No one likes to talk about it. But I have heard from a few friends that post-divorce this problem is quite common. There is some real estate that is downright coveted come holiday time. And sometimes post-divorce you lose your stake at it -- a seat at the adult table during holiday meals.
It usually goes like this: when you are married and you come home for the holidays, no one would dream of putting you at the kids table. Just as it is assumed that you will send out Christmas or Chanukah cards now that you are a married adult, it is also assumed that your spouse will not be forced to sit and eat with your nine-year old niece. So seating arrangements are adjusted so that your new addition to the family will not suffer the fate of being treated like a child.
When you get divorced however, everything changes. Especially when a new member of your generation gets married that year. Suddenly you find your status lowered. Much like a single person with no date at a wedding, you are not going to get prime seating. You instead end up at the table with misfits, and in this case the misfits have bibs, braces or acne. Or worse yet, the table is comprised of all your fellow divorced adult cousins or siblings. The table of rejects; the table of shame.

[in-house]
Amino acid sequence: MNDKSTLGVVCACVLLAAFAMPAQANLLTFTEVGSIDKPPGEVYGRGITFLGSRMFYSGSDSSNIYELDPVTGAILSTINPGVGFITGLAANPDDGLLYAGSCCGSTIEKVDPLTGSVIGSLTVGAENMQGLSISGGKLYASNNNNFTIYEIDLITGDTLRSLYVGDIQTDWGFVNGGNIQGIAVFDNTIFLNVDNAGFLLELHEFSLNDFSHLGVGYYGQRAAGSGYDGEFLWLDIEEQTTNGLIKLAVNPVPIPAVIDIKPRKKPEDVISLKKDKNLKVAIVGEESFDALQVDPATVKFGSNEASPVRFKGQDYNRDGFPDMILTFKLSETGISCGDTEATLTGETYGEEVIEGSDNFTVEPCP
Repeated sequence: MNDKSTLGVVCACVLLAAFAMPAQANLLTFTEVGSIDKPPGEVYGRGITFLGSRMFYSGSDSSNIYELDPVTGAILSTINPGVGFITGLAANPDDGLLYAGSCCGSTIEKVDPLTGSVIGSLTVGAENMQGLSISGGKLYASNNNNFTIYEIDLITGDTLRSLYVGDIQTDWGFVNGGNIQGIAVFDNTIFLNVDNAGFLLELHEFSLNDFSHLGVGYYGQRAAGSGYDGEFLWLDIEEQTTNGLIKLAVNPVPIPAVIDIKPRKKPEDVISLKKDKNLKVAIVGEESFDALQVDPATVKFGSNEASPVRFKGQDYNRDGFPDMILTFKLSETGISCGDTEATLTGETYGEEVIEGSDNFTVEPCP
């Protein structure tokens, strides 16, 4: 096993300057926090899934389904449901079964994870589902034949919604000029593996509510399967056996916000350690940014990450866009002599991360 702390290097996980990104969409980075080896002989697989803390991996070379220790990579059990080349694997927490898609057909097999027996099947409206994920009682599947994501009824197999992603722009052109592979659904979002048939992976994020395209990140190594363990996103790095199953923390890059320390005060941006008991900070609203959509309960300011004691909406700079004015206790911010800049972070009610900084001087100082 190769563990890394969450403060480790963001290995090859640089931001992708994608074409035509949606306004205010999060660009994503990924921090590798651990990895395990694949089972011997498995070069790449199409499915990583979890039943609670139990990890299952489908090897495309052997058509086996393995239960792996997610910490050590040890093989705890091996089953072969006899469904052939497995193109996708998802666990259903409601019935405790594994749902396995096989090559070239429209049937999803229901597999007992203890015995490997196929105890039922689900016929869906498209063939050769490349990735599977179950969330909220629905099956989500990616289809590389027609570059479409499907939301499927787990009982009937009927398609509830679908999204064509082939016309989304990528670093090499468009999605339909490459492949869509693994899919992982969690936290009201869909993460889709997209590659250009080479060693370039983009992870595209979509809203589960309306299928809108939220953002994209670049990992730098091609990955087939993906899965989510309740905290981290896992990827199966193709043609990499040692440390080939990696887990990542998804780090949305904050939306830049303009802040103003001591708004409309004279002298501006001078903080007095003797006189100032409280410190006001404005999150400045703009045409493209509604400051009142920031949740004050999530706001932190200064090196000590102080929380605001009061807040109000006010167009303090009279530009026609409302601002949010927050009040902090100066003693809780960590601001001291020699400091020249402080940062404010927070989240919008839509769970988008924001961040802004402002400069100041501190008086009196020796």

I say instead of coveting a seat with the adults, look at it this way: Sure it is the table where wine is openly served, but the conversation can drift to octogenarians complaining about their medications and health problems, or a crazy uncle trying to convert everyone to his conspiracy theory political beliefs. Look at the bright side -- you now get to sit with the fun crew. They might even break out into song or start a food fight.
The holidays are horrible anyway when you are newly divorced because even if you wanted desperately out of the marriage, it seems every single thing around you is sending a message that you are somehow broken and sad because you are no longer coupled up. Instead of being defeated by your new status as an adult child, think about the perks:
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